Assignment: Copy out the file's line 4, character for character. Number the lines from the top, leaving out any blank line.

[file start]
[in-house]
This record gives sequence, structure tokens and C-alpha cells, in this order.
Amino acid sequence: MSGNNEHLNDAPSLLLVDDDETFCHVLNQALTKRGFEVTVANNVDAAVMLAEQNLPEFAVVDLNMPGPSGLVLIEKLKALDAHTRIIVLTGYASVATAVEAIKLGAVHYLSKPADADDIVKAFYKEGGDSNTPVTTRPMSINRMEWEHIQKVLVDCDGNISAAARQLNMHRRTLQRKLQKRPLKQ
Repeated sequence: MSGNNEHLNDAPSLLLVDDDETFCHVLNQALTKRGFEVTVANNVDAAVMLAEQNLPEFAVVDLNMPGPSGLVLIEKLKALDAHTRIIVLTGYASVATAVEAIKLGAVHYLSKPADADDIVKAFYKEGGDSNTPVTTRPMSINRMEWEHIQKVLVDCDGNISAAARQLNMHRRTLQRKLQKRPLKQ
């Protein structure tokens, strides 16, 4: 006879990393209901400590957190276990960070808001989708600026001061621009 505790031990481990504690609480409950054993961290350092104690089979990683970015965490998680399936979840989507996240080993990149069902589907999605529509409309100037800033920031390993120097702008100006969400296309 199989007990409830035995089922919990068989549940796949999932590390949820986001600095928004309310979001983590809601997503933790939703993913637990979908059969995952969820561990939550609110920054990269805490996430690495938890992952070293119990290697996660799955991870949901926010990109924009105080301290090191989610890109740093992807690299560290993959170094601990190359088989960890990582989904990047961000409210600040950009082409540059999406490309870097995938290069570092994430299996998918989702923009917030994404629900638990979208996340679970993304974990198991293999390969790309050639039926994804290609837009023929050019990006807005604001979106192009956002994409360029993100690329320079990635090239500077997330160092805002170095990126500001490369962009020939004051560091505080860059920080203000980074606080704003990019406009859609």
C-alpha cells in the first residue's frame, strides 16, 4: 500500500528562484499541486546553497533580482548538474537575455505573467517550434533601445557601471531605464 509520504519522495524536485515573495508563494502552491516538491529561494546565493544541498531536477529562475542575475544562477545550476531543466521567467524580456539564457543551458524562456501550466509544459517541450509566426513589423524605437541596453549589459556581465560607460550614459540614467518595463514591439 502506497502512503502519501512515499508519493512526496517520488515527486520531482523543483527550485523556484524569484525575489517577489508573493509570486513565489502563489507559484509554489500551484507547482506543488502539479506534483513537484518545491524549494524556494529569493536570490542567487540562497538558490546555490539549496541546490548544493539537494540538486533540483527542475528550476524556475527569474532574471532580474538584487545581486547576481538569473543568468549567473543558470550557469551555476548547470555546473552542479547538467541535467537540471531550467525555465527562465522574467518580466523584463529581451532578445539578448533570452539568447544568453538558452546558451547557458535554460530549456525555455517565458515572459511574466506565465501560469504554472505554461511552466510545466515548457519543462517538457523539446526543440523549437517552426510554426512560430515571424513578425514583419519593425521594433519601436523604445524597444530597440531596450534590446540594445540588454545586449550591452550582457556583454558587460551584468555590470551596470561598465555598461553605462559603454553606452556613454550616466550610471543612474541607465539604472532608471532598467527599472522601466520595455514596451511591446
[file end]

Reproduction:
Repeated sequence: MSGNNEHLNDAPSLLLVDDDETFCHVLNQALTKRGFEVTVANNVDAAVMLAEQNLPEFAVVDLNMPGPSGLVLIEKLKALDAHTRIIVLTGYASVATAVEAIKLGAVHYLSKPADADDIVKAFYKEGGDSNTPVTTRPMSINRMEWEHIQKVLVDCDGNISAAARQLNMHRRTLQRKLQKRPLKQ